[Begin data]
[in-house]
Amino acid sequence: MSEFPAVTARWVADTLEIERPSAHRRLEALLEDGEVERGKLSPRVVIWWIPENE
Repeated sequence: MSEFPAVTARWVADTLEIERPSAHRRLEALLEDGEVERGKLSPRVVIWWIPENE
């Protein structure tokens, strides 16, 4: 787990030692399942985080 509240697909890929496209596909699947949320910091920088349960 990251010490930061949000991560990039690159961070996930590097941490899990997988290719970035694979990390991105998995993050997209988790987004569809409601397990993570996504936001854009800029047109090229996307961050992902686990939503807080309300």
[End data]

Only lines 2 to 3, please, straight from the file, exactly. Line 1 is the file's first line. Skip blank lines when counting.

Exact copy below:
Amino acid sequence: MSEFPAVTARWVADTLEIERPSAHRRLEALLEDGEVERGKLSPRVVIWWIPENE
Repeated sequence: MSEFPAVTARWVADTLEIERPSAHRRLEALLEDGEVERGKLSPRVVIWWIPENE